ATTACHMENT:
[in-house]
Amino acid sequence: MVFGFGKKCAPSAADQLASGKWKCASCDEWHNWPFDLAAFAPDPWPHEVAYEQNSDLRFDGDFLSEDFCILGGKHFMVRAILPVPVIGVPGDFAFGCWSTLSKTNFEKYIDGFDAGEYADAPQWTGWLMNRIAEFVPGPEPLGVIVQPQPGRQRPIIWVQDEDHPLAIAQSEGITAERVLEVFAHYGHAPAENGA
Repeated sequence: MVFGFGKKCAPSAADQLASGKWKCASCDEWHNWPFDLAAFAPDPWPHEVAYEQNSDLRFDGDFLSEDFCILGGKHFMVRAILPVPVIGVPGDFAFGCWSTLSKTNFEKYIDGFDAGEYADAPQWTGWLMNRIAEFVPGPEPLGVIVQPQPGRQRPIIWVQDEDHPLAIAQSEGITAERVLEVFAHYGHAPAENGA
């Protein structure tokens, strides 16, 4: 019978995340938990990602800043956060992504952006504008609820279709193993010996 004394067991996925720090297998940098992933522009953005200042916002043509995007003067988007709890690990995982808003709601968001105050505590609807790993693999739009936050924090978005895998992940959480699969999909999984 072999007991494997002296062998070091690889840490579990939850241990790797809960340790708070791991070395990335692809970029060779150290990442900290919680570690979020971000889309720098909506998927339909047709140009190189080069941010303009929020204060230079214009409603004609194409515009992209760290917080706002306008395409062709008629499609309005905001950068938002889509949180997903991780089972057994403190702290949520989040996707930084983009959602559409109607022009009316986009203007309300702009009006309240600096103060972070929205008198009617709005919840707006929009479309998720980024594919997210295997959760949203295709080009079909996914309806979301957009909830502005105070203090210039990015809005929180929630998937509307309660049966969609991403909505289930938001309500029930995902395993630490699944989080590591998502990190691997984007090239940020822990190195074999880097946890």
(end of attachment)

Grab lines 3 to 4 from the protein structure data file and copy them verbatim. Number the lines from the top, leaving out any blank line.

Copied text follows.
Repeated sequence: MVFGFGKKCAPSAADQLASGKWKCASCDEWHNWPFDLAAFAPDPWPHEVAYEQNSDLRFDGDFLSEDFCILGGKHFMVRAILPVPVIGVPGDFAFGCWSTLSKTNFEKYIDGFDAGEYADAPQWTGWLMNRIAEFVPGPEPLGVIVQPQPGRQRPIIWVQDEDHPLAIAQSEGITAERVLEVFAHYGHAPAENGA
């Protein structure tokens, strides 16, 4: 019978995340938990990602800043956060992504952006504008609820279709193993010996 004394067991996925720090297998940098992933522009953005200042916002043509995007003067988007709890690990995982808003709601968001105050505590609807790993693999739009936050924090978005895998992940959480699969999909999984 072999007991494997002296062998070091690889840490579990939850241990790797809960340790708070791991070395990335692809970029060779150290990442900290919680570690979020971000889309720098909506998927339909047709140009190189080069941010303009929020204060230079214009409603004609194409515009992209760290917080706002306008395409062709008629499609309005905001950068938002889509949180997903991780089972057994403190702290949520989040996707930084983009959602559409109607022009009316986009203007309300702009009006309240600096103060972070929205008198009617709005919840707006929009479309998720980024594919997210295997959760949203295709080009079909996914309806979301957009909830502005105070203090210039990015809005929180929630998937509307309660049966969609991403909505289930938001309500029930995902395993630490699944989080590591998502990190691997984007090239940020822990190195074999880097946890």